Yesterday morning Kim chose to stay home with our youngest two, in order to wipe the flow from their noses in the privacy of our home, so our eldest two and I headed off to worship with the feel of a “daddy daughter date.” By 10:15 we were seated in the nether-regions of our congregation (I let the girls pick our seats), and though I would have chosen to be more integrated and up close, the margins do have their advantages, especially for a parent with young children.

The time to stand and sing began on cue, which for us meant that I stood and my daughters chose to psuedo-stand by sitting on the top part of the upfolded theater seats. The independence, playfulness, and arguable defiance of this moment, reminded me of the myraid challenges of being a dad, but it’s not so much the decision about the appropriate posture for my children in worship that I want to remember. It’s what happened next that I don’t want to lose. In the midst of these swirling thoughts, my oldest daughter began to sing. Perched like sparrow in her makeshift nest, from a place within her that at times feels impossible for me to touch, the words rose strong and clear…

Amazing grace, how sweet the sound
That saved a wretch like me
I once was lost but now am found
Was blind but now I see



Yesterday around 4:00PM I was hit by an afternoon crash, so I decided to head down to the corner convenient store for a refill of my favorite caffeinated beverage. Standing in the check-out line, I experienced an interaction between two people that awoke me in a more acute way than the chemicals in my cup could ever hope to do.

At first, I assumed it was two friends having a somewhat spirited disagreement. I tried not to listen at first, but as the volume continued to grow louder and more heated, it became clear that one guy was the store manager and the other guy was a customer… a very drunken customer who was being asked to leave the store. When he couldn’t talk any louder, the customer opened up a can of expletive language, but rather than backing down, the manager’s frustration escalated to rage.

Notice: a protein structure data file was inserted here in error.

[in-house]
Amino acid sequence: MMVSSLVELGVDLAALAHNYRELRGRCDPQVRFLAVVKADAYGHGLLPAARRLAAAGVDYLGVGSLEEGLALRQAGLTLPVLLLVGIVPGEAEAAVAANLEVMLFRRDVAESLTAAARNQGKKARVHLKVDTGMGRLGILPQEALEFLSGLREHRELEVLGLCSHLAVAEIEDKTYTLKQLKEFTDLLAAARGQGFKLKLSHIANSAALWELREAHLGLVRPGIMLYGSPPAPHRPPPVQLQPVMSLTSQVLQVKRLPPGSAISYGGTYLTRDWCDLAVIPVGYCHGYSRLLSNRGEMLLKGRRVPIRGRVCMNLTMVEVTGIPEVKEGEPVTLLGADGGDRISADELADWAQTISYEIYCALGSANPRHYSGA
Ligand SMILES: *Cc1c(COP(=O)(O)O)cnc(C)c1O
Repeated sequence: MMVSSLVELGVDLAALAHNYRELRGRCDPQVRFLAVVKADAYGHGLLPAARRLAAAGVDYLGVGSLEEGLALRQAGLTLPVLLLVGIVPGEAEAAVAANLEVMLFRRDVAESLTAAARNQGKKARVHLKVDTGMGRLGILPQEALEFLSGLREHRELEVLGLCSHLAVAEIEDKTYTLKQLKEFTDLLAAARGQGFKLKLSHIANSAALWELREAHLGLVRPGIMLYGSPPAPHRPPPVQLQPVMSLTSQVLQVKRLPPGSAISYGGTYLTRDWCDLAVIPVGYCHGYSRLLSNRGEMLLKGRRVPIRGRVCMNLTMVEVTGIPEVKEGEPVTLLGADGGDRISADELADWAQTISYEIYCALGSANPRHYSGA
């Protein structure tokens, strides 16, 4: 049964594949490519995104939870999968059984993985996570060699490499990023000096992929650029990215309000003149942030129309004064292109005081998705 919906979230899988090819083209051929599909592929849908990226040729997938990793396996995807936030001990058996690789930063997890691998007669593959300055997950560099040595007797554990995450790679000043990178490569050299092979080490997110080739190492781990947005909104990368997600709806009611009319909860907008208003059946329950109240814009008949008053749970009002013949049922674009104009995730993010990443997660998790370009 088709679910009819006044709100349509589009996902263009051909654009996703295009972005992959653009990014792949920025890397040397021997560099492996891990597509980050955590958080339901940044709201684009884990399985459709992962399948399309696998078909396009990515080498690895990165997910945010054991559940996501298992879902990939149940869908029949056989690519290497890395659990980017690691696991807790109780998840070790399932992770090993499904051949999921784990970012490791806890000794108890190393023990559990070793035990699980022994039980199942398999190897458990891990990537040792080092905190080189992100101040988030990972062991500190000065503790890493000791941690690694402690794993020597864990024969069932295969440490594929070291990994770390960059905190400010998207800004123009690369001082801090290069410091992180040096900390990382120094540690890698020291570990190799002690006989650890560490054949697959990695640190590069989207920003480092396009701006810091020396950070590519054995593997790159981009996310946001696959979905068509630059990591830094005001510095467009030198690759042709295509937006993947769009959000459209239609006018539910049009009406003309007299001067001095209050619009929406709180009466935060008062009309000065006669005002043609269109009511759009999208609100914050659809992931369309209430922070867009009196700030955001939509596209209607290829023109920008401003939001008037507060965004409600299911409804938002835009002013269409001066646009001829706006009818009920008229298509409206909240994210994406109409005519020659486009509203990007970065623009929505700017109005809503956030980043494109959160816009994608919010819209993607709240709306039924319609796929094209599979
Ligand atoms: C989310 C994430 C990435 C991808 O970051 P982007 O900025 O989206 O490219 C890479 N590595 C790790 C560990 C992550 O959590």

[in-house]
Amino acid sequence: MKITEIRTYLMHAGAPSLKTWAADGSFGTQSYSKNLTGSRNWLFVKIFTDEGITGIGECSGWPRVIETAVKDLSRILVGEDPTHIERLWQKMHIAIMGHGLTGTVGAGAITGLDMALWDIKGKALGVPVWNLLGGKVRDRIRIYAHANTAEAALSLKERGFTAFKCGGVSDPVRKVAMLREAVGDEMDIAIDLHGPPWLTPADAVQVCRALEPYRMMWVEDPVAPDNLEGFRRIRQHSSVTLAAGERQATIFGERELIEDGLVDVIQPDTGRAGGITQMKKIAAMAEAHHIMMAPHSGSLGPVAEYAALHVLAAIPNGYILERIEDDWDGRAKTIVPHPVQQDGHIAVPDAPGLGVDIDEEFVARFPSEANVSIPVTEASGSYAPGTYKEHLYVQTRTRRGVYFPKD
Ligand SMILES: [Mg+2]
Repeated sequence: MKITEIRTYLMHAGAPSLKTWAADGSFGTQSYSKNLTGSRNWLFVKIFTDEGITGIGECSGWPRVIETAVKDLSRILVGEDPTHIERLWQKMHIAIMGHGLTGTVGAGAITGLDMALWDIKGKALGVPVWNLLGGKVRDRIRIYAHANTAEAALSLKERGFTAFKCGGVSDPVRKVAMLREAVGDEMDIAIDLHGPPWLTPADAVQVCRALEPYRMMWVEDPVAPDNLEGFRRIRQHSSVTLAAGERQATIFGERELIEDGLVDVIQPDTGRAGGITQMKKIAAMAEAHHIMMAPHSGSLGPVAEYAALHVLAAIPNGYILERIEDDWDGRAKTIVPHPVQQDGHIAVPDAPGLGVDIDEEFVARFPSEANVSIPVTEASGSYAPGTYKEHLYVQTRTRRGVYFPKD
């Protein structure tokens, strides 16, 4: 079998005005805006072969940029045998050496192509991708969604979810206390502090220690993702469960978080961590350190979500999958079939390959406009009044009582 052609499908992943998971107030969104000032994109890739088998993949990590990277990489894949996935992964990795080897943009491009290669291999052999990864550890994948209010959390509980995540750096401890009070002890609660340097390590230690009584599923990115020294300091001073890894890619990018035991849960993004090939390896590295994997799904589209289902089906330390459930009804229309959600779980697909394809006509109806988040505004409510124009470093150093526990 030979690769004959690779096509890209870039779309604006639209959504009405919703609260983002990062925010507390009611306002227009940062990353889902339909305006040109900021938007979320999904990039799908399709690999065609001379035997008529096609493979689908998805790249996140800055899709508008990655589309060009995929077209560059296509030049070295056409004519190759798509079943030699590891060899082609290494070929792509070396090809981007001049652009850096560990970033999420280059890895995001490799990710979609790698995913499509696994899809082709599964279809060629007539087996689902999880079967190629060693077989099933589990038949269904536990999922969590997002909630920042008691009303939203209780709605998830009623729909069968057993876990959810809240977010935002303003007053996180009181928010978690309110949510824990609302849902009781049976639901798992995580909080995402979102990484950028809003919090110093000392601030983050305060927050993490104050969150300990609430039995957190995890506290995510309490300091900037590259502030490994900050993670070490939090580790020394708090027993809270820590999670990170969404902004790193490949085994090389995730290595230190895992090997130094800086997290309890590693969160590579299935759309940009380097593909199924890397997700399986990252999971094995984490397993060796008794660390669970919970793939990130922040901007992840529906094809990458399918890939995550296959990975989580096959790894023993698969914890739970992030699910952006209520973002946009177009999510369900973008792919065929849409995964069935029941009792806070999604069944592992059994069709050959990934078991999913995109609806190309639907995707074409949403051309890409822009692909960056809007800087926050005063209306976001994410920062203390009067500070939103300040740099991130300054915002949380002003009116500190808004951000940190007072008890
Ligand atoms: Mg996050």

At this point I was expecting the punches to fly, but instead – at the top of his lungs – the drunken man yelled, “LOVE ME!!!” To which the store manager immediately replied,“LOVE YOURSELF, AND GET OUT OF MY STORE!!!” Then then manager told one of the three cashiers who were giggling behind the counter to call the police.

Staring at my feet, I was reminded of Jesus’ call for us to be peacemakers and to love our neighbors… the angry store manager, the giggling cashiers, and of course, the drunken customer. And I walked away from them all wondering about the terrible inconvenience of this command.

Quote for the day

“There was a time when the church was very powerful-in the time when the early Christians rejoiced at being deemed worthy to suffer for what they believed. In those days the church was not merely a thermometer that recorded the ideas and principles of popular opinion; it was a thermostat that transformed the mores of society. . . . But the judgment of God is upon the church [today] as never before. If today’s church does not recapture the sacrificial spirit of the early church, it will lose its authenticity, forfeit the loyalty of millions, and be dismissed as an irrelevant social club with no meaning for the 20th century.” (M.L. King, Letter from Birmingham Jail)

Interesting in more thoughts by M.L. King? Try here.

Going Back to Roatan

Honduras Water Project 2006 from Mike Houghton on Vimeo.

It’s 7:00 AM as I sit to write this letter. I’ve taken a hot shower, shaved, and brewed a pot of coffee. It’s a normal morning with one exception: without the gift of water none of these things would be possible. To be honest, I don’t usually think about this kind of thing, and the water in my life doesn’t really feel like a gift. Clean water is my expectation, and without it at my ready disposal, I’m pretty sure I’d be a grumpy person. But as I speculate how I’d cope in different circumstances, I realize that normal mornings for folks in other places are very different than mine.

Last summer I took a team to Roatan, Honduras where we built bunk beds and ministered to children in a community called Sandy Bay. It is a poor community where a family of six typically shares a one-room home with a dirt floor, and children are suffering from preventable water-born diseases. With the help of a water expert who has intentionally transplanted from southern California to Sandy Bay, we hope to return a team to Honduras along with a new water purification system.

Details to come.

Blessed are the discontent?

Leaving a large church in an affluent northern suburn of Tallahassee in order to be a part of a small midtown church plant has been a good thing for my family. Our past two years at CenterPoint have given us the opportunity to be a part of a formative Gospel community.

Recently, however, I’ve noticed that the experiment is beginning to feel… well… not so experimental. I’m not sure whether or not to embrace what’s beginning to feel “normal” or to push, pull, and pray onward and upward towards something more meaningful. Regardless, I feel the need to respond to these feelings in some way and have volunteered to lead a group journey into the Sermon on the Mount. Our first meeting is this Sunday evening. Details (hopefully) to come.